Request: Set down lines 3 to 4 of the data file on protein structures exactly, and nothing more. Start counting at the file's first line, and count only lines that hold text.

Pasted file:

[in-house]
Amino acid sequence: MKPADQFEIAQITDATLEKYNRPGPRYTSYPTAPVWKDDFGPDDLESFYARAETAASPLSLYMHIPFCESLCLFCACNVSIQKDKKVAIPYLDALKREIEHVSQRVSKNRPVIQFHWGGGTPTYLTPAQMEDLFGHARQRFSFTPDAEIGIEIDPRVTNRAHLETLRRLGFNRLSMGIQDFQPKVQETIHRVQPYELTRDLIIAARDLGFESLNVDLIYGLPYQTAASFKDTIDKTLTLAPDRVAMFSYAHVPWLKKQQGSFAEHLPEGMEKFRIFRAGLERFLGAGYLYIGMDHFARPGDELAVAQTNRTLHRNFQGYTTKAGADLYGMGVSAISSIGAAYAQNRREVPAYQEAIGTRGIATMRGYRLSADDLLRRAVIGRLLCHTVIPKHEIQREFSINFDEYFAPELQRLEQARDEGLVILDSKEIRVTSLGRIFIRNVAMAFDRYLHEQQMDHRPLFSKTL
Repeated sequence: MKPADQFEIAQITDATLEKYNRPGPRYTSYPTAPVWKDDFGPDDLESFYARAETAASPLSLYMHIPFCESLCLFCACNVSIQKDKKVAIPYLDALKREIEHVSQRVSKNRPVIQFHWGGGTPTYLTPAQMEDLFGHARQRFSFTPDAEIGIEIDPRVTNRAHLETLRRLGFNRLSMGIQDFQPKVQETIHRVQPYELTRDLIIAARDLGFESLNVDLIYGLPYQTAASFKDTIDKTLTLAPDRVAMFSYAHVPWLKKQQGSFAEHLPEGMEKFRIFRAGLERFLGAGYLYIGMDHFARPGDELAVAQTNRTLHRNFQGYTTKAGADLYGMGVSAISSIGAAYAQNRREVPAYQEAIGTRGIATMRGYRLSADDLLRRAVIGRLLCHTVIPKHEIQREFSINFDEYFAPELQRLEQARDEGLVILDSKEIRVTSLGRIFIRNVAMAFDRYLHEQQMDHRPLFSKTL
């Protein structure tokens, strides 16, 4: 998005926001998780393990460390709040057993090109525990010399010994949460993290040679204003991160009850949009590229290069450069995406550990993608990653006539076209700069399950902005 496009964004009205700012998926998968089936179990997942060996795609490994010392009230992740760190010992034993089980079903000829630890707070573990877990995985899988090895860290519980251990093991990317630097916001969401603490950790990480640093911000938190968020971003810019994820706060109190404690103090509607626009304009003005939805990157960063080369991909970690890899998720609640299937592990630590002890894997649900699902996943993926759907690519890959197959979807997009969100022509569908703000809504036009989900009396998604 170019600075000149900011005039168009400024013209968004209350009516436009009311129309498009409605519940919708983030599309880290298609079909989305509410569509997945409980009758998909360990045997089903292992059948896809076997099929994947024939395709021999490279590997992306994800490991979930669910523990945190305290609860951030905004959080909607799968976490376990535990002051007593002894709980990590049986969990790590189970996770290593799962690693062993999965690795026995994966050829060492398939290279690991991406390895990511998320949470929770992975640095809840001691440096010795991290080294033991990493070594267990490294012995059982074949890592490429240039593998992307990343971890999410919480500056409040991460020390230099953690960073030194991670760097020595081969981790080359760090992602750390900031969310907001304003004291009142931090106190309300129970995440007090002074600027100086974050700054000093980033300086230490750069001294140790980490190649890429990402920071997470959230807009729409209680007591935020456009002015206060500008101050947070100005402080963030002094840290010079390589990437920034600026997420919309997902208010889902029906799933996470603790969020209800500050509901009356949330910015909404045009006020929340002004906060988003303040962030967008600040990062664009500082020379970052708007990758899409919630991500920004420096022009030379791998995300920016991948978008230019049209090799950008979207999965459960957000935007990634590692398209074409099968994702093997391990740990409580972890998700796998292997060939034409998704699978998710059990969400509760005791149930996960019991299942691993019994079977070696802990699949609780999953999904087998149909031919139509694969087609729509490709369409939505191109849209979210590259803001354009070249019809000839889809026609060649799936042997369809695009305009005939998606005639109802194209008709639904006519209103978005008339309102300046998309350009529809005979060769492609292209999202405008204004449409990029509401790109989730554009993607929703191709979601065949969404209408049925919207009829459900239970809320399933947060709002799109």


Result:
Repeated sequence: MKPADQFEIAQITDATLEKYNRPGPRYTSYPTAPVWKDDFGPDDLESFYARAETAASPLSLYMHIPFCESLCLFCACNVSIQKDKKVAIPYLDALKREIEHVSQRVSKNRPVIQFHWGGGTPTYLTPAQMEDLFGHARQRFSFTPDAEIGIEIDPRVTNRAHLETLRRLGFNRLSMGIQDFQPKVQETIHRVQPYELTRDLIIAARDLGFESLNVDLIYGLPYQTAASFKDTIDKTLTLAPDRVAMFSYAHVPWLKKQQGSFAEHLPEGMEKFRIFRAGLERFLGAGYLYIGMDHFARPGDELAVAQTNRTLHRNFQGYTTKAGADLYGMGVSAISSIGAAYAQNRREVPAYQEAIGTRGIATMRGYRLSADDLLRRAVIGRLLCHTVIPKHEIQREFSINFDEYFAPELQRLEQARDEGLVILDSKEIRVTSLGRIFIRNVAMAFDRYLHEQQMDHRPLFSKTL
């Protein structure tokens, strides 16, 4: 998005926001998780393990460390709040057993090109525990010399010994949460993290040679204003991160009850949009590229290069450069995406550990993608990653006539076209700069399950902005 496009964004009205700012998926998968089936179990997942060996795609490994010392009230992740760190010992034993089980079903000829630890707070573990877990995985899988090895860290519980251990093991990317630097916001969401603490950790990480640093911000938190968020971003810019994820706060109190404690103090509607626009304009003005939805990157960063080369991909970690890899998720609640299937592990630590002890894997649900699902996943993926759907690519890959197959979807997009969100022509569908703000809504036009989900009396998604 170019600075000149900011005039168009400024013209968004209350009516436009009311129309498009409605519940919708983030599309880290298609079909989305509410569509997945409980009758998909360990045997089903292992059948896809076997099929994947024939395709021999490279590997992306994800490991979930669910523990945190305290609860951030905004959080909607799968976490376990535990002051007593002894709980990590049986969990790590189970996770290593799962690693062993999965690795026995994966050829060492398939290279690991991406390895990511998320949470929770992975640095809840001691440096010795991290080294033991990493070594267990490294012995059982074949890592490429240039593998992307990343971890999410919480500056409040991460020390230099953690960073030194991670760097020595081969981790080359760090992602750390900031969310907001304003004291009142931090106190309300129970995440007090002074600027100086974050700054000093980033300086230490750069001294140790980490190649890429990402920071997470959230807009729409209680007591935020456009002015206060500008101050947070100005402080963030002094840290010079390589990437920034600026997420919309997902208010889902029906799933996470603790969020209800500050509901009356949330910015909404045009006020929340002004906060988003303040962030967008600040990062664009500082020379970052708007990758899409919630991500920004420096022009030379791998995300920016991948978008230019049209090799950008979207999965459960957000935007990634590692398209074409099968994702093997391990740990409580972890998700796998292997060939034409998704699978998710059990969400509760005791149930996960019991299942691993019994079977070696802990699949609780999953999904087998149909031919139509694969087609729509490709369409939505191109849209979210590259803001354009070249019809000839889809026609060649799936042997369809695009305009005939998606005639109802194209008709639904006519209103978005008339309102300046998309350009529809005979060769492609292209999202405008204004449409990029509401790109989730554009993607929703191709979601065949969404209408049925919207009829459900239970809320399933947060709002799109």